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FELA! the Musical

26 October 2011 2 Comments

Sahr Ngaujah as Fela

FELA! the Musical
At the Canon Theatre to November 6

By Anya Wassenberg

In a word, FELA! is fabulous. Broadway veteran Bill T. Jones has created a unique theatrical construct that erupts on stage in a vibrant whirl of colour and movement set to the insistently danceable pulse of Afrobeat, the music created by its namesake. The Canon Theatre becomes Afrika Shrine in Lagos, Nigeria, the nightclub founded by Fela Anikulapo-Kuti and lights up with an energy that does justice to the legacy of this musical and political icon.


The show starts as the musicians – a 10-piece band under leader Aaron Johnson – filter on stage and begin to play. The scenario is this: it’s Fela’s last show at the Shrine. He’s leaving Nigeria for safer- and hopefully more profitable – shores after the death of his mother, Funmilayo. As part of his nightclub show, he talks to the audience and tells some of his story as it leads up to the fateful raid on his compound in 1977 by the Nigerian military, during which his mother, a political firebrand and feminist, was thrown from a window. She died about a year later of her injuries, setting up the “present day” of the musical itself.

Fans of Fela will love it, but you won’t have to know the background to enjoy it. The narrative delves into the origins of his music, a synthesis of jazz and West African highlife that germinated during studies in London and came to full fruition after he hears James Brown and his dirty guitars back home. As he explains, the bass is the real key to the music. Later, he talks about his sojourn in America, where he meets Sandra, the Black Power activist who ignited his political ideas. He returned to Nigeria wielding a heady combination of politics and music that was hugely popular and set him up for his violent confrontation with the country’s military rulers. Here, projections give us the harrowing words of the survivors, including a woman who had a knife and bottle later removed from her body at the hospital.

The show glosses over his real life and well documented misogyny – Fela the man was never afraid to speak his mind – but does reveal the dichotomy of his character in that he was also heavily influenced by the women in his life. He famously married 27 women at the same time, most of them his back up dancers; you may have dim views about polygamy, but these were no shrinking violets. They were proud co-revolutionaries. (In real life, he described the mass marriage as an act of solidarity with the women who’d suffered with him during the raid.)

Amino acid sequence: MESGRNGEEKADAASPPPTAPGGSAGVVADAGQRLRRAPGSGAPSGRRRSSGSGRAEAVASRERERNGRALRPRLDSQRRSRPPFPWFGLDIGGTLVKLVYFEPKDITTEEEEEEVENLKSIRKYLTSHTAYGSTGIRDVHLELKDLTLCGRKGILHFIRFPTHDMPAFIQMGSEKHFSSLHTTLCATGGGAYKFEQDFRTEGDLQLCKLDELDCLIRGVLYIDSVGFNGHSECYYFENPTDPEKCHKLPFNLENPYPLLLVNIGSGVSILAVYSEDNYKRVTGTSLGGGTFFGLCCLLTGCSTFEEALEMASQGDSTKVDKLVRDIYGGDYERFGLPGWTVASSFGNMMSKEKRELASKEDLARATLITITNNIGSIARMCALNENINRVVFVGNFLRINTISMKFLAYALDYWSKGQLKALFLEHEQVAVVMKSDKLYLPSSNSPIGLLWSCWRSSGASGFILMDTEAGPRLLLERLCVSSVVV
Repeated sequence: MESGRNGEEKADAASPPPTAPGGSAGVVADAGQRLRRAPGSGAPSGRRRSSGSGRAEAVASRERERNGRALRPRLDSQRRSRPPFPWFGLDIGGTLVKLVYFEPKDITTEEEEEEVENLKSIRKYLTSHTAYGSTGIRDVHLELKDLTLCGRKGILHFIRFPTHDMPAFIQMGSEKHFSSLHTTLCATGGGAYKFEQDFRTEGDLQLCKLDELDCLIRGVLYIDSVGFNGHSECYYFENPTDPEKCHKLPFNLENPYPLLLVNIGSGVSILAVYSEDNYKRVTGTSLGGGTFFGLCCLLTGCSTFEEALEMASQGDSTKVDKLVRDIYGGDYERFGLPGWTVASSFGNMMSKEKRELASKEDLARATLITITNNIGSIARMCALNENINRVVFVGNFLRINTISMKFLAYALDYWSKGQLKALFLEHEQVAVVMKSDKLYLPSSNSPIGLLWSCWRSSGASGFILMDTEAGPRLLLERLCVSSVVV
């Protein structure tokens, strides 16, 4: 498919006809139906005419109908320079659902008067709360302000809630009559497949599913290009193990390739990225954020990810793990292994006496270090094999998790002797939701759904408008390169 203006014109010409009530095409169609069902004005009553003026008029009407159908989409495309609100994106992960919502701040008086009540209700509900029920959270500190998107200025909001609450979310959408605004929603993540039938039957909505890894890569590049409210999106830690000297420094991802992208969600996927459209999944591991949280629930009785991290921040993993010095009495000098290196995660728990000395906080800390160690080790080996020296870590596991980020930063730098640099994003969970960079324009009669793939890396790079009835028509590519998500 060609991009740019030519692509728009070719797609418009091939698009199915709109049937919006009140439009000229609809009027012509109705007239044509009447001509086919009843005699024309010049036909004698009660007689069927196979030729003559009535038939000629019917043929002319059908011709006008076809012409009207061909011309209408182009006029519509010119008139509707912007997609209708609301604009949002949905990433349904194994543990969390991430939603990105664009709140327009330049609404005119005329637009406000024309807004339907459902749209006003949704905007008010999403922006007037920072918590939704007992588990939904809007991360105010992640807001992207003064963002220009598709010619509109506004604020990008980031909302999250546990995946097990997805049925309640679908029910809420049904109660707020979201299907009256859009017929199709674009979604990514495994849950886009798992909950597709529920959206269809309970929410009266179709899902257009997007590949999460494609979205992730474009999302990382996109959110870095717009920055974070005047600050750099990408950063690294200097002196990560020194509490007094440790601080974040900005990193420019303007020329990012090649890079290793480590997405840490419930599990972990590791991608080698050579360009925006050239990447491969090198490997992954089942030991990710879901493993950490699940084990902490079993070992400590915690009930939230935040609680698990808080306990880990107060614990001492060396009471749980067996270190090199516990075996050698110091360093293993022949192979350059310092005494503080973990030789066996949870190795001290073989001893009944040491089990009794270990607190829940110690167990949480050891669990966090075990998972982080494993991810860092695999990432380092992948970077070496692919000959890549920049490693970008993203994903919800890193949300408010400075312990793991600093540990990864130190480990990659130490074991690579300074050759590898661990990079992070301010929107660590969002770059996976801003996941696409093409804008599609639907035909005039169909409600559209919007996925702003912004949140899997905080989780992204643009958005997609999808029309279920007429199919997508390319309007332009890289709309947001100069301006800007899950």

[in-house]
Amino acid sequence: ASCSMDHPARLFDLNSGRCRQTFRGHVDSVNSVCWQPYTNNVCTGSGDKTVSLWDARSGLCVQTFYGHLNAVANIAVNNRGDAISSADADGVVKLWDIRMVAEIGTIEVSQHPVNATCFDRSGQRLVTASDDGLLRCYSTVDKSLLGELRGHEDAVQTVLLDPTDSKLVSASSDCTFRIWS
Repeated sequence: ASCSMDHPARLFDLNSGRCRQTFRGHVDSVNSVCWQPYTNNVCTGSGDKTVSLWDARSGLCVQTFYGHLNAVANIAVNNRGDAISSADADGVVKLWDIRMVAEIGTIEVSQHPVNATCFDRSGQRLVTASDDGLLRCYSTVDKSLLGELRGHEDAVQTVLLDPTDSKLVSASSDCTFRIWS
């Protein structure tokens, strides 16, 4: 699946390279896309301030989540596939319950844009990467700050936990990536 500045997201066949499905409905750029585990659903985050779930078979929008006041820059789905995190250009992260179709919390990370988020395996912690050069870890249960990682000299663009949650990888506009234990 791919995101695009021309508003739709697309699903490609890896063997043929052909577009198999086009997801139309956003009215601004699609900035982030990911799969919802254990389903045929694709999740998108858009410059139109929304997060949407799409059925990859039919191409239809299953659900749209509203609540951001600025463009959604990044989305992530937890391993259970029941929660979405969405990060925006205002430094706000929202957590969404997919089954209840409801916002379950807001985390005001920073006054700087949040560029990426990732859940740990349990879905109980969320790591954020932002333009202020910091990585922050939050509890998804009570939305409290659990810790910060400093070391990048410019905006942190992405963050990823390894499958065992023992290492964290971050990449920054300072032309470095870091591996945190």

The book, developed by Jones over some five years or more, offers a skilful blending of anecdotes and narration with the “real time” action of the play, all of it constantly erupting into song and dance.

The set and costumes are a riot of colour, aided by projections above the set and on screens to either side that sometime showing newspaper clippings that follow the stories on stage.

After a year on Broadway and tours to London and Lagos, this cast is as solid as it gets. It’s a real tour de force for star Sahr Ngaujah as Fela, who’s talking, singing or dancing for the majority of the 2+ hours of the show, with notable contributions by Melanie Marshall as the ghost of Funmilayo and Paulette Ivory as Sandra. The smaller roles and ensemble players are also uniformly spectacular – there’s often more on stage than you can take in at one time, an explosion of kinetic energy.

Perhaps best of all, you can leave your ideas about a staid, quiet evening of theatre at home – this is an interactive performance. Sahr not only talks to the audience, he demands a “yeah yeah” now and then, singing occasionally, and he even had us up dancing at one point as best we could in the confines of our seats.

At the end, the packed house rose on their feet immediately for a standing ovation. You really must get to see it.


FELA! was conceived by Bill T. Jones, Jim Lewis and Stephen Hendel based on the life of Fela Kuti. The design team includes Scenic and Costume Designer Marina Draghici, Lighting Designer Robert Wierzel, Sound Designer Robert Kaplowitz and Projection Designer Peter Nigrini.

Starring Sahr Ngaujah as Fela, Melanie Marshall as Funmilayo, Paulette Ivory as Sandra, Ismael Kouyate as Ismael, Gelan Lambert as the Tap Dancer & Egungun, Rasaan-Elijah “Talu” Green as Djembe-‘Mustafa’

Ensemble:  Sherinne Kayra Anderson, Jonathan Andre, Cindy Belliot, Nandi Bhebhe, Catia Mota Da Cruz, Nicole Chantal de Weever, Jacqui Dubois, Poundo Gomis, Jeffrey Page, Oneika Phillips, Thierry Picaut, Jermaine Rowe, Daniel Soto, Jill Marie Vallery, Iris Wilson, Aimee Graham Wodobode


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  • Dianne Robinson said:

    Fela captured your attention before the house lights went down, drawing you into “his-tory” and welcoming you onto the stage.

    The music, the vocals, the dances, the costumes, the life….well done to the cast, Bill T. Jones, Jim Lewis and Stephen Hendel

  • Samuel Getachew said:

    Enjoyed it a lot!

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